- The game controller checks if the given player’s character can move to the right. Based on that information, it might accept or reject the action. If the action is possible, the game controller updates the persistent state of the game and sends the “state changed” event to all player controllers associated with the game.
- The player controllers serialize the data that has changed and send it to the clients using their corresponding web sockets.
- The client controllers that are currently connected to the game receive the “state changed” event with the new data. They update the persistent state of the game and redraw the view if necessary.
Managing the complexity
Like any real-time distributed system, a multiplayer game is not easy to implement. You have to take into account the multiplayer nature of your game right at the start when designing the architecture of the game. There are many challenges that you will face, for example it’s hard to catch all subtle bugs that can arise from various race conditions. So start with something very simple and make sure it works correctly in all possible scenarios, including network lags and temporary loss of connectivity.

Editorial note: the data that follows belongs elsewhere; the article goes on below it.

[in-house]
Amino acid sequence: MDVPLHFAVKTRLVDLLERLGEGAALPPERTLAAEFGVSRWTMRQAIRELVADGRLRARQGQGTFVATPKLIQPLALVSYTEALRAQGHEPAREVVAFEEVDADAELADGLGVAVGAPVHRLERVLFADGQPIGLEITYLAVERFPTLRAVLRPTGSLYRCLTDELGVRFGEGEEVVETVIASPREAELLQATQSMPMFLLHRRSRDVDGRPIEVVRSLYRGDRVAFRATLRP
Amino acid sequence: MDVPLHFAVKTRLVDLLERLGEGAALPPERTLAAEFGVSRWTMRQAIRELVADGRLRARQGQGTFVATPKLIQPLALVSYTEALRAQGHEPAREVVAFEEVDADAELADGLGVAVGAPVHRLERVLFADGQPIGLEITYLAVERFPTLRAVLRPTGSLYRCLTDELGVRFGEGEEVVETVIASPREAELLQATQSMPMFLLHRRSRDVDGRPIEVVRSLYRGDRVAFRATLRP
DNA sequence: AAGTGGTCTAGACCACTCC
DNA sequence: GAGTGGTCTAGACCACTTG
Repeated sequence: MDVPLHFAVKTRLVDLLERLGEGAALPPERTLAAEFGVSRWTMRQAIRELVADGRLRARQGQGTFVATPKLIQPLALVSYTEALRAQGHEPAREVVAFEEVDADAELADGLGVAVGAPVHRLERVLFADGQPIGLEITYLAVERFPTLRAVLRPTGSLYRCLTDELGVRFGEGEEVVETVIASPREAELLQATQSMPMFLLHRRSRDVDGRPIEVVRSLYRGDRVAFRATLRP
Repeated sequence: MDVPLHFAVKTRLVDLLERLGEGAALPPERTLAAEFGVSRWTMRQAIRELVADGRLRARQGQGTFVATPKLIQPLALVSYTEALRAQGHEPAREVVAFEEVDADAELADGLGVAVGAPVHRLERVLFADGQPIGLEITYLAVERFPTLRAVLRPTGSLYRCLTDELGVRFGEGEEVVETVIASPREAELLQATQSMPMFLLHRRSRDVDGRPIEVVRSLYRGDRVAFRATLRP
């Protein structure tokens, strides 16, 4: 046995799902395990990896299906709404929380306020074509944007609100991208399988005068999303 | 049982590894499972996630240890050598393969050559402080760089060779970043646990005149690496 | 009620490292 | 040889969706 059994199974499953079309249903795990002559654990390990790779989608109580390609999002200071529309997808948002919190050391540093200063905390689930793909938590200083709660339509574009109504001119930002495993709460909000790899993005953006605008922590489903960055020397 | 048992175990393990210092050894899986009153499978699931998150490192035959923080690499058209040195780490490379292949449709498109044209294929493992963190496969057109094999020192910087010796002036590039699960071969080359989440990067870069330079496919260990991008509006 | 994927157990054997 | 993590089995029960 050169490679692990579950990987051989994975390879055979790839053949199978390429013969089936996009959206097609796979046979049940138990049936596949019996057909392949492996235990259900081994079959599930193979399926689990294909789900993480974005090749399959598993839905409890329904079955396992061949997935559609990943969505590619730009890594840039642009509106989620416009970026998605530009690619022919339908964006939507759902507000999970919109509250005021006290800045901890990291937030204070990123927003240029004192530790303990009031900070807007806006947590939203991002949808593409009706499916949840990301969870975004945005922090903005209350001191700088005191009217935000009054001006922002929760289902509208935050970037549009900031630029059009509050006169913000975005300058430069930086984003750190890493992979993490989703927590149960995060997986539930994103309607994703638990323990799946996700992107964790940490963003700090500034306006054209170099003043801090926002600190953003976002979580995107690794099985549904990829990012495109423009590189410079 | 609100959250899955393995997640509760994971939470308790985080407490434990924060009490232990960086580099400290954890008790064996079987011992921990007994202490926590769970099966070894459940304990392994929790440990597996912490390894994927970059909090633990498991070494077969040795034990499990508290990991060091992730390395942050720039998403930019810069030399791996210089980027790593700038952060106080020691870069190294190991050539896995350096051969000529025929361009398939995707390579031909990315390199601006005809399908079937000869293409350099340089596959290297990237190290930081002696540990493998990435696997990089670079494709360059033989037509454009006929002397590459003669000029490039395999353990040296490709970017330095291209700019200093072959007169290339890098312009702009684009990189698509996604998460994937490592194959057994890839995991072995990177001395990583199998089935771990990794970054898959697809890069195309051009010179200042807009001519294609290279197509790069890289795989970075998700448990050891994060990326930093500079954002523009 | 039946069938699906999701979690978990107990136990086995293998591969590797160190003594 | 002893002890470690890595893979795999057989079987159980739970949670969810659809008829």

Fortunately Node.js offers some tools that make our life easier. For example, using EventEmitter makes it easier to decouple components of the system. The game view and the game controller are both event emitters; their events are consumed by the client controller and the player controllers, respectively. The client and player controllers also communicate using events passed though their web sockets.
All code shared between the client and the server goes into
lib/shared/, code specific to the client or the server goes into
client.js is the entry point for the client-side bundle and
server.js is the entry point for the Node.js service which runs on the server.
The first version of Frienzzle will be officially released next week! Go to frienzzle.com and subscribe so you don’t miss the release.